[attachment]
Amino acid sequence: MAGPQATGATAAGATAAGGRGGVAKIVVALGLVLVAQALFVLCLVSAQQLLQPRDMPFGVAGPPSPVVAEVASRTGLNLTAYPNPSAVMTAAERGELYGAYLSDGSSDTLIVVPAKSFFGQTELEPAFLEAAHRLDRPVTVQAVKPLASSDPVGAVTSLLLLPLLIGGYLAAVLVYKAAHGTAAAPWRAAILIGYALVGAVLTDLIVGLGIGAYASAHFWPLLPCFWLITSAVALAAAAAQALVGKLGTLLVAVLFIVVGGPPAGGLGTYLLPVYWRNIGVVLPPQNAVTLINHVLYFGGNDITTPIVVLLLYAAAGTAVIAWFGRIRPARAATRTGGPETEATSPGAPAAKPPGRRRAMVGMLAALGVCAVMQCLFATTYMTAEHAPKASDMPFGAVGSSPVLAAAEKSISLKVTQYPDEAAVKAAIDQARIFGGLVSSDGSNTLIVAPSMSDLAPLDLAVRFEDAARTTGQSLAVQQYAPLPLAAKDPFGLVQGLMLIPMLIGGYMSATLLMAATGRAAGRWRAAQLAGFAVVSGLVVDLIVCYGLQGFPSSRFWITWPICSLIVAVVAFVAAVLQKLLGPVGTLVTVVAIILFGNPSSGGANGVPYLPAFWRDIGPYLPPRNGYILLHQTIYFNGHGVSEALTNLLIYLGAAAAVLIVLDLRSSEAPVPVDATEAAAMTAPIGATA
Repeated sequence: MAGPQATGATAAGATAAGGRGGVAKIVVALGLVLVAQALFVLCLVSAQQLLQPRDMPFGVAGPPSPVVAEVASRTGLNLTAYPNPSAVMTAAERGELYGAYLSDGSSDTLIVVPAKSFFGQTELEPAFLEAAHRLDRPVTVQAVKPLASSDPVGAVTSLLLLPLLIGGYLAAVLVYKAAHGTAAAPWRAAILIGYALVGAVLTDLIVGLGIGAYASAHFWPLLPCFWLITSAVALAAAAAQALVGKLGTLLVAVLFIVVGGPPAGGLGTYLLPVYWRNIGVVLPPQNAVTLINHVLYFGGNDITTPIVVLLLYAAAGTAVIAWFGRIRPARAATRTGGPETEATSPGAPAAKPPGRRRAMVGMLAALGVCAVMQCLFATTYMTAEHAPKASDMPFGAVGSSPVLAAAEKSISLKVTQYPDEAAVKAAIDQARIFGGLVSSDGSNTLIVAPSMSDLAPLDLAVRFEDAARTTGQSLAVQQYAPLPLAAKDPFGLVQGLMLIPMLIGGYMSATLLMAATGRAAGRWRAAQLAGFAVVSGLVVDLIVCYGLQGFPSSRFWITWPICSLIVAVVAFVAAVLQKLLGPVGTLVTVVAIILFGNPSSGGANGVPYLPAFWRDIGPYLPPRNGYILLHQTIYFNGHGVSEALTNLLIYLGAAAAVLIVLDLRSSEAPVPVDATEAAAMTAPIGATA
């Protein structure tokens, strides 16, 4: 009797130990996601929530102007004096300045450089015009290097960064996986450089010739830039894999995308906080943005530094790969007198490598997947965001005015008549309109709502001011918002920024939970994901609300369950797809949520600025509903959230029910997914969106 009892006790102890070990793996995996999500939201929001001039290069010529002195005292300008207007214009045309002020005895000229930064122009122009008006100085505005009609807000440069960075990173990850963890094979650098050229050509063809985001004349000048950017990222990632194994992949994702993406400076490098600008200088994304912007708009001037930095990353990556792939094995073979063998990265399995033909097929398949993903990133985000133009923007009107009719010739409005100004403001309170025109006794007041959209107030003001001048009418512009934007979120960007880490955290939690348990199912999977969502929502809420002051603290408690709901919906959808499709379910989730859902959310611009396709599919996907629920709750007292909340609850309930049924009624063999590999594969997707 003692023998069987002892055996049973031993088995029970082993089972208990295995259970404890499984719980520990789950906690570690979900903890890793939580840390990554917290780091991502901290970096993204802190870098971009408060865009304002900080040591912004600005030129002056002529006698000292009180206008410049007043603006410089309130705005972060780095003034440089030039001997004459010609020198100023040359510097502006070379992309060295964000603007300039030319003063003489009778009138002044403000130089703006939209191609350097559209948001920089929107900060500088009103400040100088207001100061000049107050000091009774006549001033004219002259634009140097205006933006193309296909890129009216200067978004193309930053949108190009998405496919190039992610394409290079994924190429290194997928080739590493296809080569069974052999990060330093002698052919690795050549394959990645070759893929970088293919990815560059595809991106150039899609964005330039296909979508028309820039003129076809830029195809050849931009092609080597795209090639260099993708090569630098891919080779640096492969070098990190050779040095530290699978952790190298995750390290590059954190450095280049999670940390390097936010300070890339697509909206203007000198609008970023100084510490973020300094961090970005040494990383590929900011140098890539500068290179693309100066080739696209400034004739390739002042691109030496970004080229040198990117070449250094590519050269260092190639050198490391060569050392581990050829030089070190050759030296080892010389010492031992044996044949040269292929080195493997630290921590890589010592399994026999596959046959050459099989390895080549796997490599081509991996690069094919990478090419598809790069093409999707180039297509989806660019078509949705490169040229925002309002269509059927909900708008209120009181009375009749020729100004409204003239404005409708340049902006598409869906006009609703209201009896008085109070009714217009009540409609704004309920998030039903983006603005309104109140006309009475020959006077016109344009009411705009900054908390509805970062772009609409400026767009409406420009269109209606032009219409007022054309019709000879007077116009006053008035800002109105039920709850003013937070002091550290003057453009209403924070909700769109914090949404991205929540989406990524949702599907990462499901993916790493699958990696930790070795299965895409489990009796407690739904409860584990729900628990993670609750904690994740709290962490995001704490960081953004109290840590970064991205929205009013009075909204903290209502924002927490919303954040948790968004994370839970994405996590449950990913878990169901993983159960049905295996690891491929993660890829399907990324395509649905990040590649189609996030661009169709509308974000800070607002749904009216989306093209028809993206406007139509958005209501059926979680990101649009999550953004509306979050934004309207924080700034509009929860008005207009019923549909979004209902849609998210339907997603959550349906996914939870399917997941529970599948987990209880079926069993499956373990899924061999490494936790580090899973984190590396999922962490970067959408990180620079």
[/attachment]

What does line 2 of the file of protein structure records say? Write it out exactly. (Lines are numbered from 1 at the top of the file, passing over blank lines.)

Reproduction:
Repeated sequence: MAGPQATGATAAGATAAGGRGGVAKIVVALGLVLVAQALFVLCLVSAQQLLQPRDMPFGVAGPPSPVVAEVASRTGLNLTAYPNPSAVMTAAERGELYGAYLSDGSSDTLIVVPAKSFFGQTELEPAFLEAAHRLDRPVTVQAVKPLASSDPVGAVTSLLLLPLLIGGYLAAVLVYKAAHGTAAAPWRAAILIGYALVGAVLTDLIVGLGIGAYASAHFWPLLPCFWLITSAVALAAAAAQALVGKLGTLLVAVLFIVVGGPPAGGLGTYLLPVYWRNIGVVLPPQNAVTLINHVLYFGGNDITTPIVVLLLYAAAGTAVIAWFGRIRPARAATRTGGPETEATSPGAPAAKPPGRRRAMVGMLAALGVCAVMQCLFATTYMTAEHAPKASDMPFGAVGSSPVLAAAEKSISLKVTQYPDEAAVKAAIDQARIFGGLVSSDGSNTLIVAPSMSDLAPLDLAVRFEDAARTTGQSLAVQQYAPLPLAAKDPFGLVQGLMLIPMLIGGYMSATLLMAATGRAAGRWRAAQLAGFAVVSGLVVDLIVCYGLQGFPSSRFWITWPICSLIVAVVAFVAAVLQKLLGPVGTLVTVVAIILFGNPSSGGANGVPYLPAFWRDIGPYLPPRNGYILLHQTIYFNGHGVSEALTNLLIYLGAAAAVLIVLDLRSSEAPVPVDATEAAAMTAPIGATA